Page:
In a bowl, combine 4 tsp of powdered sugar with 1 tsp of baking soda
Fill the pie tin with sand and create a small mound in the middle. Use your knuckle to make an indent in the middle of the mound.
Pour lighter fluid on the mound and in the indentation. Make sure that the sand is well soaked.
Spoon your sugar and baking soda mix into the center of the mound.
Carefully light the sand near the sugar mixture. (An adult should perform or carefully supervise this step, if needed.) The sugar and baking soda mix will begin to bubble and turn black. As this mixture burns, watch as your snake begins to grow and take shape. It is a slow process so be patient! A snake will begin to form after a couple minutes and can continue to burn for over 20 min!
What is going on?
Your carbon sugar snake is the product of three chemical reactions that are all dependent on heat.
The first of these reactions occurs when sugar combusts (burns) in the presence of oxygen. This produces carbon dioxide gas and water vapor (also a gas), which pushes more of the sugar/baking soda mixture upwards. Some of this additional sugar heats up but doesn’t have access to any oxygen, so instead of burning, it undergoes thermal decomposition, producing solid carbon and more water vapor. This solid carbon now gives the snake some shape, and also gives the snake its black color. Lastly, the baking soda also decomposes in the heat, producing solid sodium carbonate, and carbon dioxide gas and water vapor. Altogether, these three reactions produce both the solid components of the snake (carbon and sodium carbonate) and hot gases (CO2 and water vapor) that expand and inflate the snake up and out of the sand bowl.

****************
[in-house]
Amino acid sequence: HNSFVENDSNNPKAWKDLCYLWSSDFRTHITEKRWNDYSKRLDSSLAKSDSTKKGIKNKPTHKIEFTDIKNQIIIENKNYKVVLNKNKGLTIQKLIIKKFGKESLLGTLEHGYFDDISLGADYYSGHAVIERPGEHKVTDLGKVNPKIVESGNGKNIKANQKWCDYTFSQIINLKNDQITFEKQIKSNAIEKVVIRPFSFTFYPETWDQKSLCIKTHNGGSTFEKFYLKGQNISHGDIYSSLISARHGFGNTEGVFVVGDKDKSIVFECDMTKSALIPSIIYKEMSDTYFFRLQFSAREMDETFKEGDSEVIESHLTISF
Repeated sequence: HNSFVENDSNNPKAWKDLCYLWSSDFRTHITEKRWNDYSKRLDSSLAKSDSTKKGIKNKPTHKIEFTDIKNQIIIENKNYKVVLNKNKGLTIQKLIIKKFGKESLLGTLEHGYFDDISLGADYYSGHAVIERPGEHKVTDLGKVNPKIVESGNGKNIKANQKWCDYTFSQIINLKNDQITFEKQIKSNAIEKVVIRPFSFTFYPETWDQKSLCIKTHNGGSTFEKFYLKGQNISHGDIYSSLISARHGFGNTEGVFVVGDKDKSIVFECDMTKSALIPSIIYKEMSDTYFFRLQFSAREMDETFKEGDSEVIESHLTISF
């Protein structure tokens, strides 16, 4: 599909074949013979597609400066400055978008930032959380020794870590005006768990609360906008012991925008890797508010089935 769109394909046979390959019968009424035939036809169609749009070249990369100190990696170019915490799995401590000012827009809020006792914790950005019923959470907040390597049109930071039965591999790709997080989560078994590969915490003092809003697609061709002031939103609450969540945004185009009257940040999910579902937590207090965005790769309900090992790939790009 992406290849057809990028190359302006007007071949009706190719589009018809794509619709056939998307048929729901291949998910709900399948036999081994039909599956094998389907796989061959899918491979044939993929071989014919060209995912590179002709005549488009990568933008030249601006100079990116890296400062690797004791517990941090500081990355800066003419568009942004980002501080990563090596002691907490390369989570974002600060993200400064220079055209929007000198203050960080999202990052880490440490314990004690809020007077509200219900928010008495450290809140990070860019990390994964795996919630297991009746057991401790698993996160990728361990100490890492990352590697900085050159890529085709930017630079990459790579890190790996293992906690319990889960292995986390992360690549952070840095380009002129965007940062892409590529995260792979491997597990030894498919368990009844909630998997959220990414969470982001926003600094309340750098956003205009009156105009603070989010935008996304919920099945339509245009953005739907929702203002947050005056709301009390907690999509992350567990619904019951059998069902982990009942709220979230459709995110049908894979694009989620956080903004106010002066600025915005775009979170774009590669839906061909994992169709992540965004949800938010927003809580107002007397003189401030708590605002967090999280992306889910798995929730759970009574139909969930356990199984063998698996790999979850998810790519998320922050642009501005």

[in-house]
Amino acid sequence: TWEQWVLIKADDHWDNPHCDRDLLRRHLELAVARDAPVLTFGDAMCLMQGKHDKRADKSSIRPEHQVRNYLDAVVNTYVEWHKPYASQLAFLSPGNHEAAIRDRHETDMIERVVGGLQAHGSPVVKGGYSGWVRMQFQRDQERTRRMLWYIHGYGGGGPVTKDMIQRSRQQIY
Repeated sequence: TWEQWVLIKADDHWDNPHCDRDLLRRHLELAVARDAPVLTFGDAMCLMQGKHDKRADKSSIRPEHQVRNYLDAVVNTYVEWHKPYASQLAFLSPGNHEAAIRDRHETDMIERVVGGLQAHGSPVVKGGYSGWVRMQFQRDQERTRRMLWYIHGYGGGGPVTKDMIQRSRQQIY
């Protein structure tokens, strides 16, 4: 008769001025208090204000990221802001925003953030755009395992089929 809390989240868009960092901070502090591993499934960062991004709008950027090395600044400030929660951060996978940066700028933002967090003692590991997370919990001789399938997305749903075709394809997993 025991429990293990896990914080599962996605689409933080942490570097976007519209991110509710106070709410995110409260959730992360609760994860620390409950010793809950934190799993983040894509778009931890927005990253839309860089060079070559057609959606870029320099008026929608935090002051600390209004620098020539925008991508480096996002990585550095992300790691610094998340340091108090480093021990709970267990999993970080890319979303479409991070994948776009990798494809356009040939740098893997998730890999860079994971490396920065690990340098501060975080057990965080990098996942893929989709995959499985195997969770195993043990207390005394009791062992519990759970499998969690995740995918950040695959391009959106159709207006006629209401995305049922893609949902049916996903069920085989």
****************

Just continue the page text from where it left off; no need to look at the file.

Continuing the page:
The sand in this experiment doesn’t chemically react with anything in the growing snake. Instead, it evenly distributes the heat from the burning lighter fluid to the sugar and the baking soda, ensuring a slow, steady burn and the growth of a long carbon sugar snake.